Wait for It … Procrastination Can Be a Good Thing

By: Alia Hoyt
You've probably known people who thrive on procrastination. Research backs it up. Vitranc/Getty Images
You've probably known people who thrive on procrastination. Research backs it up. Vitranc/Getty Images

Everyone procrastinates to one degree or another, especially if the task in question is unpleasant (bathroom cleaning, anyone?) Still, the findings of a recent Stockholm University study were surprising because researchers identified potentially five subgroups of procrastinators, ranging from "mild" to "severe" and beyond.

By analyzing self-reported information from more than 700 participants about topics like overall quality of life, procrastination tendencies, depression and other factors, the researchers were able to categorize the participants as follows:


  • 25 percent of respondents were “mild procrastinators”
  • 28 percent were “average procrastinators”
  • 14 percent were “well-adjusted procrastinators”
  • 22 percent were “severe procrastinators”
  • 11 percent were “primarily depressed.”

The mild, average and severe groups were expected, and pretty much varied by the degree of difficulties the respondents experienced in relation to their procrastination tendencies. But the “well-adjusted” and “primarily depressed” procrastinators were something of a surprise, according to Alexander Rozental, one of the lead authors on the study and a licensed psychologist and Ph.D. student.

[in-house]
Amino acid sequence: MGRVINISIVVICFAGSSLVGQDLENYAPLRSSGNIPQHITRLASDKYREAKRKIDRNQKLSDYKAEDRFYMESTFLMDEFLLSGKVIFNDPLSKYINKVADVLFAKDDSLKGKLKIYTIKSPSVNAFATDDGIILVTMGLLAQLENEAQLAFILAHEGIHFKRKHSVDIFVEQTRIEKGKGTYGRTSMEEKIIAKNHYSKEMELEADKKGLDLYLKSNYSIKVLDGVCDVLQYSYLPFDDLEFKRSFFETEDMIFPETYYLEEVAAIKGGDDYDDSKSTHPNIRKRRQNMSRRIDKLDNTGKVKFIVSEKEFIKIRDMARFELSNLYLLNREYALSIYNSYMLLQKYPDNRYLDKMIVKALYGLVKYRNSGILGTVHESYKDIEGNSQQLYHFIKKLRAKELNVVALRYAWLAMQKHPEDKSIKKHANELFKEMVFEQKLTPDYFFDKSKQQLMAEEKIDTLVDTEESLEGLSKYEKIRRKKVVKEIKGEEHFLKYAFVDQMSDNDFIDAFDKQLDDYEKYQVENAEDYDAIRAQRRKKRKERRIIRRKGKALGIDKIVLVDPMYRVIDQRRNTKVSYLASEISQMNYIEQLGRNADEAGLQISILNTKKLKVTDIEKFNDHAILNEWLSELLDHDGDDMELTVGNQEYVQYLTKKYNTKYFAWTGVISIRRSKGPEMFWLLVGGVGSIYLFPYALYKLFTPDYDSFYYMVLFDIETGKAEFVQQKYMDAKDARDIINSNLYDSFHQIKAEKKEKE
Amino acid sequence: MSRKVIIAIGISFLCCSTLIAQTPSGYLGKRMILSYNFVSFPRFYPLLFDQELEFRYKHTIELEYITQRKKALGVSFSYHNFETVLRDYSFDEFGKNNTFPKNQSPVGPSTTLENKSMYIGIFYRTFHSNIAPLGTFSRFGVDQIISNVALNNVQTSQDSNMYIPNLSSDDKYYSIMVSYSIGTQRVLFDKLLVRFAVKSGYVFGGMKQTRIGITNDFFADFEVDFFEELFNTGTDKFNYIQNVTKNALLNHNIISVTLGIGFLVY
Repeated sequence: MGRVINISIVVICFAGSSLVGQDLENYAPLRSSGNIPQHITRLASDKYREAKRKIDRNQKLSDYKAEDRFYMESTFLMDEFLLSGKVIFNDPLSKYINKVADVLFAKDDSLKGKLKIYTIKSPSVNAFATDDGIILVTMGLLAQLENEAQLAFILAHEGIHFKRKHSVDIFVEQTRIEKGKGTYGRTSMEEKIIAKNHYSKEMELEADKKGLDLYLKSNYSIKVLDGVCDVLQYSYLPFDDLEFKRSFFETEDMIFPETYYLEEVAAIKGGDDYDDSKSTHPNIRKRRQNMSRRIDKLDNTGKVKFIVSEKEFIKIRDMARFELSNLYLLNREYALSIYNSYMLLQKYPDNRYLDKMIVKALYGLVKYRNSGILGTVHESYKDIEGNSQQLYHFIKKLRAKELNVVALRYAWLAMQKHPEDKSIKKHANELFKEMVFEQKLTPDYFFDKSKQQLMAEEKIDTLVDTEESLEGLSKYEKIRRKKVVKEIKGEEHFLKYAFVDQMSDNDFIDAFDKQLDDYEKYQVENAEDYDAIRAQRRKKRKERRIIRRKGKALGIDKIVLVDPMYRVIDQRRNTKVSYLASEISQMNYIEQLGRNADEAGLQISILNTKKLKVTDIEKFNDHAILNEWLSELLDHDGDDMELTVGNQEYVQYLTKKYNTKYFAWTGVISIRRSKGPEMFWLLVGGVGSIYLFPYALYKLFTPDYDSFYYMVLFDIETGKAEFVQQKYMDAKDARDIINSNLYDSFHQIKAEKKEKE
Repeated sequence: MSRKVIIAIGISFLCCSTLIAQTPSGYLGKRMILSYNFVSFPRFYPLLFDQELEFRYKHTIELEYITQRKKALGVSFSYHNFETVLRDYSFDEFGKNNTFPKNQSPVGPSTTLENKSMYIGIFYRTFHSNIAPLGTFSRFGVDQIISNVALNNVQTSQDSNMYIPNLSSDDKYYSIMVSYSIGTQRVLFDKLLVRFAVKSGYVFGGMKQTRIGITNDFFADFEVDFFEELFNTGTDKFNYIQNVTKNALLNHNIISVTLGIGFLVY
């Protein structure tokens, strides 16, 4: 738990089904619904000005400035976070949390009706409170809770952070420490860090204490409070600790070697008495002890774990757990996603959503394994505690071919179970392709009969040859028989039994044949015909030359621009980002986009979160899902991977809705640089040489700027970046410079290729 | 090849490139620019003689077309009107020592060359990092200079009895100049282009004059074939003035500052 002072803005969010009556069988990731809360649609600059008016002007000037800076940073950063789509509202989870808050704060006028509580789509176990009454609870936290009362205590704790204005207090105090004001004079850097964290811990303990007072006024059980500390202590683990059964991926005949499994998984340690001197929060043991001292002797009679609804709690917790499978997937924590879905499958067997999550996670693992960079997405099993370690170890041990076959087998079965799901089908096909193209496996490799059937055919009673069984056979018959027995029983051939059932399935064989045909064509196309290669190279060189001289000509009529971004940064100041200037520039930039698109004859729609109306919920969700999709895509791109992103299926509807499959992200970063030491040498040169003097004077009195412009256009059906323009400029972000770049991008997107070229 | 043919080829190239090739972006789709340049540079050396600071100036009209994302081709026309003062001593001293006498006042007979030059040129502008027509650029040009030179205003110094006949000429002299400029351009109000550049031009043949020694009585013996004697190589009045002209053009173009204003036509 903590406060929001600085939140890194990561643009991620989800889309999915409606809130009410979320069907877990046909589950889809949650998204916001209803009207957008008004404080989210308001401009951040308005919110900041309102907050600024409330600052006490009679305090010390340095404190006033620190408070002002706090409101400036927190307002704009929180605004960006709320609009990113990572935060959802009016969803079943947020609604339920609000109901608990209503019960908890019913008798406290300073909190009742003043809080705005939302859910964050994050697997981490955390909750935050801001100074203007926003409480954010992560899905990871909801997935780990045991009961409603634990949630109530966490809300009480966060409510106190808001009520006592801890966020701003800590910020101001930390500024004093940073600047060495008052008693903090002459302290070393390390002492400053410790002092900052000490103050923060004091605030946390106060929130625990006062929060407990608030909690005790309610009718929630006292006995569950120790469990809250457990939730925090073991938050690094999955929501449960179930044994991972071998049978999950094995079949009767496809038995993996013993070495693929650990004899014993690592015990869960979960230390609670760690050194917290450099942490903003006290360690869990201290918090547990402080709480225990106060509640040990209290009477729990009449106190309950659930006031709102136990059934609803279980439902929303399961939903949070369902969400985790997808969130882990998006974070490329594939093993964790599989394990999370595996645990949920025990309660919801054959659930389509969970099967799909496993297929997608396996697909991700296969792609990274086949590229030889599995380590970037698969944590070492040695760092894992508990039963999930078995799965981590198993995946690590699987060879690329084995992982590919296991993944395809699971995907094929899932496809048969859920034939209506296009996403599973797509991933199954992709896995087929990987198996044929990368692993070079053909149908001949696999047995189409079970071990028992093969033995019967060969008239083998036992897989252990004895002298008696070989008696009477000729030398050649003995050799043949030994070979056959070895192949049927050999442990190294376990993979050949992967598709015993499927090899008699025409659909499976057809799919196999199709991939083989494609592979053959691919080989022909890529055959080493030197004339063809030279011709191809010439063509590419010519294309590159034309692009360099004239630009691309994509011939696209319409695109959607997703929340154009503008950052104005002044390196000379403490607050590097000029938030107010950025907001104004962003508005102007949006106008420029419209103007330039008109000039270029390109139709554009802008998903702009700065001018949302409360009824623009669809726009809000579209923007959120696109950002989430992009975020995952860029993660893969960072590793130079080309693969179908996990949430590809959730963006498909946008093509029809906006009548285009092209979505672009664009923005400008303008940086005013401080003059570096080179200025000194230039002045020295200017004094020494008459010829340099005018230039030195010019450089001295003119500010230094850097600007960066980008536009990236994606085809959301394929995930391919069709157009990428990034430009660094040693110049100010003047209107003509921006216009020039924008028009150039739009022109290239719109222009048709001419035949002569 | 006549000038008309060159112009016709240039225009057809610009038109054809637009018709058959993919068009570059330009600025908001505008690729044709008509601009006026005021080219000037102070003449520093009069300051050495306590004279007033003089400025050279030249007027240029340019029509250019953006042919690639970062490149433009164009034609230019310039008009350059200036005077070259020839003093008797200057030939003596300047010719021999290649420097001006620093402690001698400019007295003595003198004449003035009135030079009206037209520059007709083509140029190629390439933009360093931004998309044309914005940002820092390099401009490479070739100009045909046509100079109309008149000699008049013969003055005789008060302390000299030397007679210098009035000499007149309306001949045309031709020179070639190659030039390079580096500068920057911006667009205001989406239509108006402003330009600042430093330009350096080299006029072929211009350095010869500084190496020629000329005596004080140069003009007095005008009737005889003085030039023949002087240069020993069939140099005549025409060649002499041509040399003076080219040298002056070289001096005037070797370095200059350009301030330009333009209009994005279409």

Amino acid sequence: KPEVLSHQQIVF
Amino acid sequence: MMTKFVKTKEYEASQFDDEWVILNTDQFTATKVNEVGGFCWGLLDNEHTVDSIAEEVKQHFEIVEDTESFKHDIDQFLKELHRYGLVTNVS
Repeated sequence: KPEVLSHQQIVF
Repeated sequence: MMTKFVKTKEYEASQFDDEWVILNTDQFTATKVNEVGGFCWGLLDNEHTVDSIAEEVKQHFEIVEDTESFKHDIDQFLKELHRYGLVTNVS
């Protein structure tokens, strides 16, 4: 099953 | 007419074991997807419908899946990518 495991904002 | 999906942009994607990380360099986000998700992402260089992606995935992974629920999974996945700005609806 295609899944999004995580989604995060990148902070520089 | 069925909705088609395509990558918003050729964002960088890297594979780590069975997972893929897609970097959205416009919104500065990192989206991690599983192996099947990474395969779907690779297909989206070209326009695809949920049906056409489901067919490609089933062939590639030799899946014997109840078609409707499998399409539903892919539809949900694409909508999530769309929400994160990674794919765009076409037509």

Maybe you're thinking: What the heck is a “well-adjusted procrastinator?” Chances are, you know one ... or might even be one, yourself!

“Not everyone experiences procrastination as distressing, and, in fact, some individuals actually use it as a strategy to get things done,” Rozental explains in an email interview.

For example, some people are better able to focus on an assignment when a deadline is looming, leaving them inclined to push things to the last possible minute on a frequent basis. Since this behavior has little impact on their lives, they become less likely to seek treatment, hence the term “well-adjusted procrastinator.” 

The “primarily depressed” subset, however, differs because the true underlying issue is depression, rather than procrastination. The two can be easily confused because depression is often hallmarked by problems with motivation and reduced activity, which can masquerade as plain old procrastination.

Putting off chores or work here and there isn't a big deal, but procrastination to excess can certainly affect success and self-esteem.

“For most people, procrastination does not affect one's work or studies to the extent you would expect — the relationship between procrastination and performance is generally quite weak — but it often leads to a lot of stress and anxiety, which, in turn, decreases your well-being,” Rozental says.

He explains that people with severe procrastination issues parlay their inability to complete tasks in a timely fashion into distress, often resulting in a shame spiral of sorts. “Thus, for some individuals, procrastination can become extremely debilitating, creating a situation in which you know what needs to be done, but you're unable to start working, leading to more and more anxiety and depression.”